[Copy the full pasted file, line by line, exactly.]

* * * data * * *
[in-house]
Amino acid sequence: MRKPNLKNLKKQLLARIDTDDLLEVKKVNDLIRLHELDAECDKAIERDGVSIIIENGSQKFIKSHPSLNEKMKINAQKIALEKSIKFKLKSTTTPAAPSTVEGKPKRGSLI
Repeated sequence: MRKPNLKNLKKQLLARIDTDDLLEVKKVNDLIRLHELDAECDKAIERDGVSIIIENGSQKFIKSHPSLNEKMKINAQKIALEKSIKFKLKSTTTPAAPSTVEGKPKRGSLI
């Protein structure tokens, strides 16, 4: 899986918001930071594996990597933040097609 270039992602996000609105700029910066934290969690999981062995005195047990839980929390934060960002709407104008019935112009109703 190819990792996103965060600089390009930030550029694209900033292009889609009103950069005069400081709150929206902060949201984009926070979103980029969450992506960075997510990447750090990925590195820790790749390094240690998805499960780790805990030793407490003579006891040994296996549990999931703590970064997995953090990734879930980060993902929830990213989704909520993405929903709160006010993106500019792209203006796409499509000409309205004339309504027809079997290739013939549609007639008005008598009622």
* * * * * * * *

[in-house]
Amino acid sequence: MRKPNLKNLKKQLLARIDTDDLLEVKKVNDLIRLHELDAECDKAIERDGVSIIIENGSQKFIKSHPSLNEKMKINAQKIALEKSIKFKLKSTTTPAAPSTVEGKPKRGSLI
Repeated sequence: MRKPNLKNLKKQLLARIDTDDLLEVKKVNDLIRLHELDAECDKAIERDGVSIIIENGSQKFIKSHPSLNEKMKINAQKIALEKSIKFKLKSTTTPAAPSTVEGKPKRGSLI
């Protein structure tokens, strides 16, 4: 899986918001930071594996990597933040097609 270039992602996000609105700029910066934290969690999981062995005195047990839980929390934060960002709407104008019935112009109703 190819990792996103965060600089390009930030550029694209900033292009889609009103950069005069400081709150929206902060949201984009926070979103980029969450992506960075997510990447750090990925590195820790790749390094240690998805499960780790805990030793407490003579006891040994296996549990999931703590970064997995953090990734879930980060993902929830990213989704909520993405929903709160006010993106500019792209203006796409499509000409309205004339309504027809079997290739013939549609007639008005008598009622």